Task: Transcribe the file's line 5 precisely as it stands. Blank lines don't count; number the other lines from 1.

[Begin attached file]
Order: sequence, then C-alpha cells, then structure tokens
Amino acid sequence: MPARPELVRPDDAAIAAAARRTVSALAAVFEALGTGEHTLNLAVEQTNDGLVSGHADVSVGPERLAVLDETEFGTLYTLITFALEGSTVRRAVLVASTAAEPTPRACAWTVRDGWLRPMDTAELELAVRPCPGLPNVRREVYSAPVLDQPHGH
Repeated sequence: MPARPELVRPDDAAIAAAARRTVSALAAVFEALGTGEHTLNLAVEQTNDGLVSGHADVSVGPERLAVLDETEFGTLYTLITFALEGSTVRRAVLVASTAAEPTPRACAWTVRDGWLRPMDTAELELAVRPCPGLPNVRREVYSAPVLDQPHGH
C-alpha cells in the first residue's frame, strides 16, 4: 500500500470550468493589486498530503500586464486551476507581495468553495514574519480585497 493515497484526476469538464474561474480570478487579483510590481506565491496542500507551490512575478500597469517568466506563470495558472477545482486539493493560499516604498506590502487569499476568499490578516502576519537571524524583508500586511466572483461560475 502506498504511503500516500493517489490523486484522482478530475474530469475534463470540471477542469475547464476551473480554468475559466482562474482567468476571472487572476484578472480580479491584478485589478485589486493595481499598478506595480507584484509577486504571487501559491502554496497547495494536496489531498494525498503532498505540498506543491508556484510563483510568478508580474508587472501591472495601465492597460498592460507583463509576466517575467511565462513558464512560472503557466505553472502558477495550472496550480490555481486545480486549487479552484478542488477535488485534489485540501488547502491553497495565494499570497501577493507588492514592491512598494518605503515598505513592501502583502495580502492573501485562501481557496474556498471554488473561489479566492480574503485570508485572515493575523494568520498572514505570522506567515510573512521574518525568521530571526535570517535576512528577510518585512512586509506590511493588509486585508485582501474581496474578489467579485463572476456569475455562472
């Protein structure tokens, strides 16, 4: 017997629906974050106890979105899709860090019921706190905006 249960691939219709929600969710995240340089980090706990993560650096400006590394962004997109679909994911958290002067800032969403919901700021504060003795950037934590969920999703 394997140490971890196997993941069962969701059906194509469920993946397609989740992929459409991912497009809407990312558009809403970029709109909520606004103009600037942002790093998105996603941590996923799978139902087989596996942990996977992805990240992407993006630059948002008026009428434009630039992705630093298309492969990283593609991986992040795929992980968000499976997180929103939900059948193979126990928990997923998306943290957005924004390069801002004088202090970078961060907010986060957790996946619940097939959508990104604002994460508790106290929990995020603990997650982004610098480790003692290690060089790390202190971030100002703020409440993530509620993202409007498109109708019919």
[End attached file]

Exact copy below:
């Protein structure tokens, strides 16, 4: 017997629906974050106890979105899709860090019921706190905006 249960691939219709929600969710995240340089980090706990993560650096400006590394962004997109679909994911958290002067800032969403919901700021504060003795950037934590969920999703 394997140490971890196997993941069962969701059906194509469920993946397609989740992929459409991912497009809407990312558009809403970029709109909520606004103009600037942002790093998105996603941590996923799978139902087989596996942990996977992805990240992407993006630059948002008026009428434009630039992705630093298309492969990283593609991986992040795929992980968000499976997180929103939900059948193979126990928990997923998306943290957005924004390069801002004088202090970078961060907010986060957790996946619940097939959508990104604002994460508790106290929990995020603990997650982004610098480790003692290690060089790390202190971030100002703020409440993530509620993202409007498109109708019919």